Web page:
The first step involved asking the students to figure out what skills each job needed and how each job would benefit the class. I created a one-page description for each job, placed the sheet on a large sheet of butcher paper, and then hung the butcher paper around the room. In groups of 3, students rotated through each job station, spending two minutes jotting down answers on the charts. The idea was to help students think through the ramifications of each class job before applying. Here are the one-pagers I created. Forgive me the old memes.
Afterwards, interested students completed a simple Google Form application. They chose the jobs they were interested in and explained why they would be a good fit. At the end of the day I went through and selected students of color who expressed interest. The next day I wrote out “acceptance” letters in fancy font, printed them out on quality cardstock, and signed them with a flourish. In every class I revealed the acceptance letters with as much fanfare as possible.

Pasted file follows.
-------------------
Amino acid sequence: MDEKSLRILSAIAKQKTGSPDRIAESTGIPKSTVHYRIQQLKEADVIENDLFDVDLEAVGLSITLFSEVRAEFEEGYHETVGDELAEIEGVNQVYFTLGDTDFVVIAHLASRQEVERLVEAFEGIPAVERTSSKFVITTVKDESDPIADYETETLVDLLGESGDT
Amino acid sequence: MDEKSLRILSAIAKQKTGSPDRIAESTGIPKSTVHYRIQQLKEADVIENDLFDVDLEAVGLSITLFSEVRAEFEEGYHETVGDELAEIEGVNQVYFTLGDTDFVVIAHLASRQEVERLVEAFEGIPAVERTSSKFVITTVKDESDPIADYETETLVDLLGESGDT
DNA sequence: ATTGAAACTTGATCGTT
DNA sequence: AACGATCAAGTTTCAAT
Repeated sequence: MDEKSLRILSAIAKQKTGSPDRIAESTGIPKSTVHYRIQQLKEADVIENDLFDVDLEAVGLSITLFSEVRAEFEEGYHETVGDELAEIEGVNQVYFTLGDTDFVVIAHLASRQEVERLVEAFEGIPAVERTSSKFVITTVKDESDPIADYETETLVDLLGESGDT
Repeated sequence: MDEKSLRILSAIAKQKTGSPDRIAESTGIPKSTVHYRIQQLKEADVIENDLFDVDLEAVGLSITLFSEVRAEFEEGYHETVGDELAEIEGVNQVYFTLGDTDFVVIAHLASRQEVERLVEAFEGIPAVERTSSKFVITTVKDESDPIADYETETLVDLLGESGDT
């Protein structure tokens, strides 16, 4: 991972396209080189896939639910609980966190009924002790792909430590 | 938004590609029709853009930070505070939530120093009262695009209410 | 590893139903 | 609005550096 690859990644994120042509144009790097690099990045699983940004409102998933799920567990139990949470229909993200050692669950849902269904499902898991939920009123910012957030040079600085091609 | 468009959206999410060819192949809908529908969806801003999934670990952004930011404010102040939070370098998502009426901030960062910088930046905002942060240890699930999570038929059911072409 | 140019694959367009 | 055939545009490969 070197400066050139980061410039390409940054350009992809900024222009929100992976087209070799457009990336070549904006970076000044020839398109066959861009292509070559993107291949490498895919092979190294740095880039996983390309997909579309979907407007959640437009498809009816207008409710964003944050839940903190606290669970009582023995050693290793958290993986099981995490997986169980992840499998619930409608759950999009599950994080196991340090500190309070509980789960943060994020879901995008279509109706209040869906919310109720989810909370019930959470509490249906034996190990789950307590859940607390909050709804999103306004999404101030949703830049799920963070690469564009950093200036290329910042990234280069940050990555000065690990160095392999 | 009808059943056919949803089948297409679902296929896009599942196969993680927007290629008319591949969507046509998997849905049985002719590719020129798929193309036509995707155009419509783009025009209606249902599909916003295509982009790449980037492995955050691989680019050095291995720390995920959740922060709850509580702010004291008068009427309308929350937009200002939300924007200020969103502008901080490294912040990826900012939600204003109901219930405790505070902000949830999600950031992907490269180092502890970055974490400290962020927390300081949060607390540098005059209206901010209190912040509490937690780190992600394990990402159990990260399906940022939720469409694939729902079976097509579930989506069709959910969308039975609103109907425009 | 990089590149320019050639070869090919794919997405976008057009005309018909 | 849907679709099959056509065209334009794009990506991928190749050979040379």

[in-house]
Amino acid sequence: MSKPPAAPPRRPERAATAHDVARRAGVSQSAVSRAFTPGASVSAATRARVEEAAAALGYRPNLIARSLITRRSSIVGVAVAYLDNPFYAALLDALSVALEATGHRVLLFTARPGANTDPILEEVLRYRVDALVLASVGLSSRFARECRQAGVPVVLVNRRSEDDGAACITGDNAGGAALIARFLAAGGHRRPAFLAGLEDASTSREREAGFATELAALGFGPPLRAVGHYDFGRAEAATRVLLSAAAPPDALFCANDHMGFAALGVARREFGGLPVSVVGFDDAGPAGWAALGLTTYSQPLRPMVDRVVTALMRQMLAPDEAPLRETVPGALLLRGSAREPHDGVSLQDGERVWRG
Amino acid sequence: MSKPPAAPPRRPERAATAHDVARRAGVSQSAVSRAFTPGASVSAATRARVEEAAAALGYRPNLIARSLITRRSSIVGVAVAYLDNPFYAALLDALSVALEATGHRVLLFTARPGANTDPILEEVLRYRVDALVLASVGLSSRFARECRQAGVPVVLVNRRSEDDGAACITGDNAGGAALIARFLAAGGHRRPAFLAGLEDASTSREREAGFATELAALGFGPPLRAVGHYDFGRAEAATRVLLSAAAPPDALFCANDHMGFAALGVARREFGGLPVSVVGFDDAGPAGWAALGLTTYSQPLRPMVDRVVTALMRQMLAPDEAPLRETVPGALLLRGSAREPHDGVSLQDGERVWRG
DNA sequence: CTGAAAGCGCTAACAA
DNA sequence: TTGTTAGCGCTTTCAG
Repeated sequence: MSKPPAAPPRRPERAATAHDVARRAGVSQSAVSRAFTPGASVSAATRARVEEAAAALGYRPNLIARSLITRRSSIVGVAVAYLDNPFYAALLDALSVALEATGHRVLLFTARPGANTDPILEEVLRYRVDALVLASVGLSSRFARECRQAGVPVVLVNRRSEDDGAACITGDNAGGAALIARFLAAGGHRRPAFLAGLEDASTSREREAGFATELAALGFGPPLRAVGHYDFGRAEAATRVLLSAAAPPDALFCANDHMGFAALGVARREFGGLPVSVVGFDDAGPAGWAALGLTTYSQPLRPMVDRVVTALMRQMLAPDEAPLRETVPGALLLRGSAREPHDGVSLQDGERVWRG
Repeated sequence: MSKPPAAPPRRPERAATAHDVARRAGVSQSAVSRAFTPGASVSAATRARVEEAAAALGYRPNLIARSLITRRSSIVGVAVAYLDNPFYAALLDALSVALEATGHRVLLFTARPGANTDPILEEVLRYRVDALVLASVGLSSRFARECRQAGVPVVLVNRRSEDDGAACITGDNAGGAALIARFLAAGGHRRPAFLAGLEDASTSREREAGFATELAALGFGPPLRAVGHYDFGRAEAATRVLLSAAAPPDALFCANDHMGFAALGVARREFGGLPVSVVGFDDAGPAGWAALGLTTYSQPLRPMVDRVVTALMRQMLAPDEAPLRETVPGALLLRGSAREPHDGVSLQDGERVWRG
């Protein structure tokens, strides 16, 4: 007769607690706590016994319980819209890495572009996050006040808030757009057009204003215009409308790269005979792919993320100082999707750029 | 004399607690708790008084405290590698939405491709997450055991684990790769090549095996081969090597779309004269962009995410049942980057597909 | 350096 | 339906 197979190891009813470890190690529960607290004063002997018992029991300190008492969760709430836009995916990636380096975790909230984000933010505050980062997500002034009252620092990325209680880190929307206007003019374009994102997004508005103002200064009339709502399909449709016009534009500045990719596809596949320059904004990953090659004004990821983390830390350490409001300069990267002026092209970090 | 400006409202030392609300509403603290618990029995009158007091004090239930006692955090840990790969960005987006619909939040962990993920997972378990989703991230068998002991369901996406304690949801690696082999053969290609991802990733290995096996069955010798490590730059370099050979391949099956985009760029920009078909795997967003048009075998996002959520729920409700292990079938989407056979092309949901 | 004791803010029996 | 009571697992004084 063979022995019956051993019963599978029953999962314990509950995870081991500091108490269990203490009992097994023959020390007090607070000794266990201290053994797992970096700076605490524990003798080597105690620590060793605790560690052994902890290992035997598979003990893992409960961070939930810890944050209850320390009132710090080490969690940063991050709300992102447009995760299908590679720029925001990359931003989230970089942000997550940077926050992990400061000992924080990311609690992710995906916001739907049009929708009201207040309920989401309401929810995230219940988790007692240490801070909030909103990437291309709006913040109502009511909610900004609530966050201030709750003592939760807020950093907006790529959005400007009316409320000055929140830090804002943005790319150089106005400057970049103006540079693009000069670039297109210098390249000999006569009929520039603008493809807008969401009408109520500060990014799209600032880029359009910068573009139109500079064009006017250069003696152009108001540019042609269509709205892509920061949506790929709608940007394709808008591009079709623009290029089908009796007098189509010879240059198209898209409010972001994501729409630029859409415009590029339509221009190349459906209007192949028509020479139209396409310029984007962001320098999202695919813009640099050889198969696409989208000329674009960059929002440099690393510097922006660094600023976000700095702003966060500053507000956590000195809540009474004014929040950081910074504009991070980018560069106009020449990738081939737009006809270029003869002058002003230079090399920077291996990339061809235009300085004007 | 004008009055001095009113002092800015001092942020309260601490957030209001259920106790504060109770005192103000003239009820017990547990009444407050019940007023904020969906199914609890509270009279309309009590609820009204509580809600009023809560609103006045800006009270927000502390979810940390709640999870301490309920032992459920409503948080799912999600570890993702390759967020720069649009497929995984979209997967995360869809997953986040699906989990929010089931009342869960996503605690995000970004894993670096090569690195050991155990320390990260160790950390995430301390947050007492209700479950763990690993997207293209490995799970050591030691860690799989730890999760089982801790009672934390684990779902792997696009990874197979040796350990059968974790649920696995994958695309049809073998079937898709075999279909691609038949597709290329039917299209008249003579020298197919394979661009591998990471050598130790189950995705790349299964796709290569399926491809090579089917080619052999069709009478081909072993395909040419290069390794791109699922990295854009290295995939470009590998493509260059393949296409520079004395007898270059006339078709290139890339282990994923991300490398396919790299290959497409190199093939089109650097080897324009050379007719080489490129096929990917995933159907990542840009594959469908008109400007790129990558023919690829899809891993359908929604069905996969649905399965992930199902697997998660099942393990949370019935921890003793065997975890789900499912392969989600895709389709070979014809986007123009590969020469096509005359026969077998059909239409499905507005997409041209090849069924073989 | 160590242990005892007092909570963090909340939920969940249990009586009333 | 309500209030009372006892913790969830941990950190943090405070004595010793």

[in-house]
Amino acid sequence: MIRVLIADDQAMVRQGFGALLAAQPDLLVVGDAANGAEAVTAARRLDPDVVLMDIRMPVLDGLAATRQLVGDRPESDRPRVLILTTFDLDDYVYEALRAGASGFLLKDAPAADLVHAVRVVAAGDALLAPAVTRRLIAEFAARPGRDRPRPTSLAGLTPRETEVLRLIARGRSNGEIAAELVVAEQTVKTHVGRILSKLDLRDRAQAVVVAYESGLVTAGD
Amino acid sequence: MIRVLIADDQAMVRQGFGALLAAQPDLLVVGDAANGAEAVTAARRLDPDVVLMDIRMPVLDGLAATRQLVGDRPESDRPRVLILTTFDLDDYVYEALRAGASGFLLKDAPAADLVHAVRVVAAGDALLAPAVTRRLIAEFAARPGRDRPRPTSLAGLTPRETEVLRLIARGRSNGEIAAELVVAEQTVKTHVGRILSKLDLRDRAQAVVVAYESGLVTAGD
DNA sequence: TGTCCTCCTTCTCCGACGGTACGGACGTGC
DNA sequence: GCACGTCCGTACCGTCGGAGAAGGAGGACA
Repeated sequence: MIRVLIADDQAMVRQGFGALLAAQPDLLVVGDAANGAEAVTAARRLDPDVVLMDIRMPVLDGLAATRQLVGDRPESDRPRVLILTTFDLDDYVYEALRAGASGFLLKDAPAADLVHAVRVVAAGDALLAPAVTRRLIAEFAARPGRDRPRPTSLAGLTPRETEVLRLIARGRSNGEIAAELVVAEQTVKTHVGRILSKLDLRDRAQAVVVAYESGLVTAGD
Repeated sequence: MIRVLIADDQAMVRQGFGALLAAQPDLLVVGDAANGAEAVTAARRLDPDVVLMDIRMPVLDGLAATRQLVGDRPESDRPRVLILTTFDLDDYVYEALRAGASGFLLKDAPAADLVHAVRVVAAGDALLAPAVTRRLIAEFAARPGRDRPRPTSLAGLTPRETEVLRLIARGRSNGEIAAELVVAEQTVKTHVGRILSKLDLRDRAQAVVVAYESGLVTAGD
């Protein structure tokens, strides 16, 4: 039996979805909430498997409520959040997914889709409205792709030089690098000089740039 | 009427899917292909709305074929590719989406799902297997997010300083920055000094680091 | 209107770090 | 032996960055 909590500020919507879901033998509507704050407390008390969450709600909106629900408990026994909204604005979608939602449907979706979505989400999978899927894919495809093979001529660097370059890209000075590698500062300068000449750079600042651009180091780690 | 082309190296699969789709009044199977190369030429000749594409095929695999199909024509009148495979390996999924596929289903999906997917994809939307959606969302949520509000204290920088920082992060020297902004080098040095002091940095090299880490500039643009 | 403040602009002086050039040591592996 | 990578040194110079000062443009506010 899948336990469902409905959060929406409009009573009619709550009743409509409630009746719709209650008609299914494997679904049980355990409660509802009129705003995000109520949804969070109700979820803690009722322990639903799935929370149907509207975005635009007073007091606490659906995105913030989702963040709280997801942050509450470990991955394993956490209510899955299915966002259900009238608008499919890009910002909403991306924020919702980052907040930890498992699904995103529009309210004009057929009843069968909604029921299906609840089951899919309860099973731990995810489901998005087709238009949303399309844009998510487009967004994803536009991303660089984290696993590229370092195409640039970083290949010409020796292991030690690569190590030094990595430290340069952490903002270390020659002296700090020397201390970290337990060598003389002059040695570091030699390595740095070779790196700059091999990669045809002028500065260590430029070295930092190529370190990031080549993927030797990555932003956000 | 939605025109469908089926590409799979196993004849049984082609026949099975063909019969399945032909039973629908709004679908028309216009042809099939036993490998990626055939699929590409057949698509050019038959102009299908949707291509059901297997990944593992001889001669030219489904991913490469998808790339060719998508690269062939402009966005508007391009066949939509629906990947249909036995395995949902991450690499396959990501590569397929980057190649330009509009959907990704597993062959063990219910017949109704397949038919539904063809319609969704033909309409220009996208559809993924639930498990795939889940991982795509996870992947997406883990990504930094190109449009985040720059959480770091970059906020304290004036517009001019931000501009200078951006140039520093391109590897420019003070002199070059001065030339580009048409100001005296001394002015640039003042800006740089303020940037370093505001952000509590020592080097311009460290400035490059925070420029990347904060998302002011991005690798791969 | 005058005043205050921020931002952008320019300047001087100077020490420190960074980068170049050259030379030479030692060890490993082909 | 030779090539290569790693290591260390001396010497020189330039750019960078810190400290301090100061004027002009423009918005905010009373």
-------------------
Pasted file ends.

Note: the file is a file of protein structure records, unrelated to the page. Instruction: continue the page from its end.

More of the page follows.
It’s been a week since I passed out the letters. Certain jobs like the book-keepers and TAs were able to start immediately. The griots and DJs, however, have required slightly more attention. Class DJs had to figure out how they would pick songs, if they wanted to take requests, how often they would change their playlists, etc. Griots had to create social media accounts, figure out how to advertise them, determine what they would take pictures of and, as one student kept reminding the group, “find the right aesthetic.” As a result, these two jobs have yet to begin.